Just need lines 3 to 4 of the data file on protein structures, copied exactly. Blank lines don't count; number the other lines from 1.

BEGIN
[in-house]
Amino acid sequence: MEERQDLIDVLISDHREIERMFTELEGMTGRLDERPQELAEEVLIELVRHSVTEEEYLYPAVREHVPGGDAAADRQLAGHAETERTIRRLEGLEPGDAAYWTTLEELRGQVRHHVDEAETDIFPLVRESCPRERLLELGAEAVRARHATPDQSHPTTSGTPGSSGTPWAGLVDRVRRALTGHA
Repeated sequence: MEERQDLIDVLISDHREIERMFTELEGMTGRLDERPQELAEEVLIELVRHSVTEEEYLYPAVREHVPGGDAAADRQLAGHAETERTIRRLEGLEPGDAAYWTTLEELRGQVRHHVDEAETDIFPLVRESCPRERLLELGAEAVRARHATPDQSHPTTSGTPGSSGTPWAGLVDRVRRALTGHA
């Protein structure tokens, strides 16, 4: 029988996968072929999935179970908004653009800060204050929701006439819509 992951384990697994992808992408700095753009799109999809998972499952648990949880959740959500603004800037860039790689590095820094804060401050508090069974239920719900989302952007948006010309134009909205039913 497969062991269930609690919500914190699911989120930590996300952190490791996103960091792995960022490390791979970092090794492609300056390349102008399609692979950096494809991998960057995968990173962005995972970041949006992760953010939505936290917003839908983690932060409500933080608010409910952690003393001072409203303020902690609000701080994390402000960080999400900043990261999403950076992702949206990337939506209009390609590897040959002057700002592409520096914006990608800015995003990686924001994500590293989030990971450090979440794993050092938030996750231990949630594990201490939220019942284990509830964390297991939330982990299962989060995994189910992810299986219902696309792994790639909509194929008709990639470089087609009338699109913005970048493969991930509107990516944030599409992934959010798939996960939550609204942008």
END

Repeated sequence: MEERQDLIDVLISDHREIERMFTELEGMTGRLDERPQELAEEVLIELVRHSVTEEEYLYPAVREHVPGGDAAADRQLAGHAETERTIRRLEGLEPGDAAYWTTLEELRGQVRHHVDEAETDIFPLVRESCPRERLLELGAEAVRARHATPDQSHPTTSGTPGSSGTPWAGLVDRVRRALTGHA
């Protein structure tokens, strides 16, 4: 029988996968072929999935179970908004653009800060204050929701006439819509 992951384990697994992808992408700095753009799109999809998972499952648990949880959740959500603004800037860039790689590095820094804060401050508090069974239920719900989302952007948006010309134009909205039913 497969062991269930609690919500914190699911989120930590996300952190490791996103960091792995960022490390791979970092090794492609300056390349102008399609692979950096494809991998960057995968990173962005995972970041949006992760953010939505936290917003839908983690932060409500933080608010409910952690003393001072409203303020902690609000701080994390402000960080999400900043990261999403950076992702949206990337939506209009390609590897040959002057700002592409520096914006990608800015995003990686924001994500590293989030990971450090979440794993050092938030996750231990949630594990201490939220019942284990509830964390297991939330982990299962989060995994189910992810299986219902696309792994790639909509194929008709990639470089087609009338699109913005970048493969991930509107990516944030599409992934959010798939996960939550609204942008």